A common element in storytelling, and fantasy storytelling in particular, is mythical creatures. Dragons, fairies, unicorns, centaurs, and werewolves are just some of the mythical creatures we are accustomed to seeing. In today’s article, I want to take a quick look at why we enjoy these creatures in our stories.
A Manifestation of Magic
I believe there is something inside many of us that wants to believe that magic is real. Not just to believe magic is real, but we want to experience real magic. Mythical creatures like fairies, unicorns, and pixies are usually depicted as manifestations of magic. When we read about such creatures or see them on screen, magic itself comes alive in the form of creatures we can comprehend. Just think back to your childhood and Peter Pan. When Tinker Bell is dying, it is only the belief in fairies that will bring her back to life, and it is when children stop believing in fairies when they lose their wings. The story demonstrates there is a connection between the belief and the existence of magic and its creatures. These mythical creatures are sparked into existence by our belief. Yet also, when we see or read about these creatures they spark a belief in magic within us.
Fear of the Dark
We all have some amount of fear of darkness. We are creatures who rely mainly on our eyesight to perceive the world, and in the dark, we are lacking the ability to lookout for danger. Because of our diminished perception in the dark, we tend to create horrors and creatures of a fantastical nature to match our heightened fears. For example, if you are alone in the woods in the dark, you would typically be afraid of being attacked by wolves or bears. However, when your imagination begins to run wild in such a scenario, you can begin to think about creatures such as werewolves and vampires. These types of creatures make great antagonists in our stories because they are connected to our primal fear of the dark. Almost 100 years later, the image of the classic Nosferatu still invokes fear. Recently, there has been a trend in which vampires and werewolves are becoming the protagonists of our stories, e.g., the Underworld movies and the Twilight movies. However, even in these newer stories, the antagonists are usually other vampires and/or werewolves a sense of danger still surrounds the mythical creatures.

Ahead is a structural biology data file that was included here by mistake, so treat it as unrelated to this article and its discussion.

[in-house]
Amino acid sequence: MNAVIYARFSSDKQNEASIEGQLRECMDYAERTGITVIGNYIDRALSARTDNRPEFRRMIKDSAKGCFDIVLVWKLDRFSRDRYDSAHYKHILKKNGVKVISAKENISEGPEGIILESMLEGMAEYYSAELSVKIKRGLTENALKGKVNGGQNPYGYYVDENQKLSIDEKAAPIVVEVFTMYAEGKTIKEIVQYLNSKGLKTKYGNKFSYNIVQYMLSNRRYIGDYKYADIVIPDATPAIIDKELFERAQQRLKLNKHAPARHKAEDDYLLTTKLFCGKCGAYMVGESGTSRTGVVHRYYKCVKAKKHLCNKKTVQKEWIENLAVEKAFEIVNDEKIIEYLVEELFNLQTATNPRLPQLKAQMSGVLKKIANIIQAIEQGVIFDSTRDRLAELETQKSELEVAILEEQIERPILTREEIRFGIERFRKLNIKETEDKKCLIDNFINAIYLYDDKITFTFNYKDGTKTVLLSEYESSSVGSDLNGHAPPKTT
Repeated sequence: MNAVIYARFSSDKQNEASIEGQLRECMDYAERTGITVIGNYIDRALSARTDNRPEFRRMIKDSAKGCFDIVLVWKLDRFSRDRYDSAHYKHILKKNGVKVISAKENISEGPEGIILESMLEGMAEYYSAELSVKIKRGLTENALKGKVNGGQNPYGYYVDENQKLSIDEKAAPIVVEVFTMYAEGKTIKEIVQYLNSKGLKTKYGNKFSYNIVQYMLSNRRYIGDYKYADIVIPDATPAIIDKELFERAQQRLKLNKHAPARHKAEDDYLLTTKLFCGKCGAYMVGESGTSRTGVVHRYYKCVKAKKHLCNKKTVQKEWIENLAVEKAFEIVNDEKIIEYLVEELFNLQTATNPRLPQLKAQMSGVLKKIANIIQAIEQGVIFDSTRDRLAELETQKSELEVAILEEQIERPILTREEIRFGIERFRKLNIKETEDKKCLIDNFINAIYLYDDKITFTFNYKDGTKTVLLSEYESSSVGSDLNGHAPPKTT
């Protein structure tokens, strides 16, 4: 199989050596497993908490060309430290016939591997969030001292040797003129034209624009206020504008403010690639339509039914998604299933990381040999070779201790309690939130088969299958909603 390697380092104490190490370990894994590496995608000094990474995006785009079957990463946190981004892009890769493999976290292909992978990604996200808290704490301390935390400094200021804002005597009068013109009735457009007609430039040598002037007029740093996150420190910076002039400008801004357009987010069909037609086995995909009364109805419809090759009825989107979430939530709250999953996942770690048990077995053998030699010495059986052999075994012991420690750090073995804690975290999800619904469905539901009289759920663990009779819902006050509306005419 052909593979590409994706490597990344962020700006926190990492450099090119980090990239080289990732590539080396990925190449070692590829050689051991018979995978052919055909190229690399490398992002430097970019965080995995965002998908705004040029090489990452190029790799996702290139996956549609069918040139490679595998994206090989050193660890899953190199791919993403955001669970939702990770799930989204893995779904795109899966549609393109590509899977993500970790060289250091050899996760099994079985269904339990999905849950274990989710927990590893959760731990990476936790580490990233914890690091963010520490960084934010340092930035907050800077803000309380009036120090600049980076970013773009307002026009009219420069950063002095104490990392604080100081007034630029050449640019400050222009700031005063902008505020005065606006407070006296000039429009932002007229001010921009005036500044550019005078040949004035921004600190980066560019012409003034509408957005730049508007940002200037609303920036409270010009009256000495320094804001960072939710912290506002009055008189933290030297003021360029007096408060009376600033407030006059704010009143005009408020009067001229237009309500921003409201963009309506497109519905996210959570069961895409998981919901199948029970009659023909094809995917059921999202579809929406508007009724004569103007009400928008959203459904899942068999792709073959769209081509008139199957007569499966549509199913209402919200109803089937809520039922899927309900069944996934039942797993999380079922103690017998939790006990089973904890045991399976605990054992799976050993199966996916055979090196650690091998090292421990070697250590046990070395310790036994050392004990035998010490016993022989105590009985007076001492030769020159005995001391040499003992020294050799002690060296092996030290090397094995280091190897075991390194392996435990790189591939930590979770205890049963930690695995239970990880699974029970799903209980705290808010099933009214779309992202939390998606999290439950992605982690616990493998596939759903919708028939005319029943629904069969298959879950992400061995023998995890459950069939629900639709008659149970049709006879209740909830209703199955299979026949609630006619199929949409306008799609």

An Opportunity for Heroism
Mythical creatures provide an opportunity for larger than life heroism. The Ancient Greek hero, Hercules or Heracles, did not just kill an evil snake, he killed a nine-headed hydra during his second labor. If Hercules had merely killed a venomous snake, his deed would be heroic, but because he killed the mythical hydra, he is a legend. The archetypal fantasy princess is captured by a dragon so that the hero is faced with an extraordinary challenge in rescuing her, a recent example being Harry Potter saving Ginny Weasley from a basilisk in the Chamber of Secrets. When the protagonist of a story is faced with overcoming the threat of a mythical creature, he usually is not going to prevail by simply running into the creature’s lair and facing it head on. These creatures provide the opportunity for the hero to not only use his bravery, but also his wits and cunning. The hero will have to formulate a detailed plan of attack, or the hero may have to gather other heroes to his party and coordinate a variety of skill sets, either one of which creates the opportunity for an interesting story. We want to be reminded that heroism exists, and greater acts of heroism tend to have a more intense impact.
Mythical creatures have been a part of our stories since the advent of storytelling itself. There are many reasons why we enjoy them, and this article merely highlights three of those reasons. Please leave a comment, and tell me why you appreciate mythical creatures.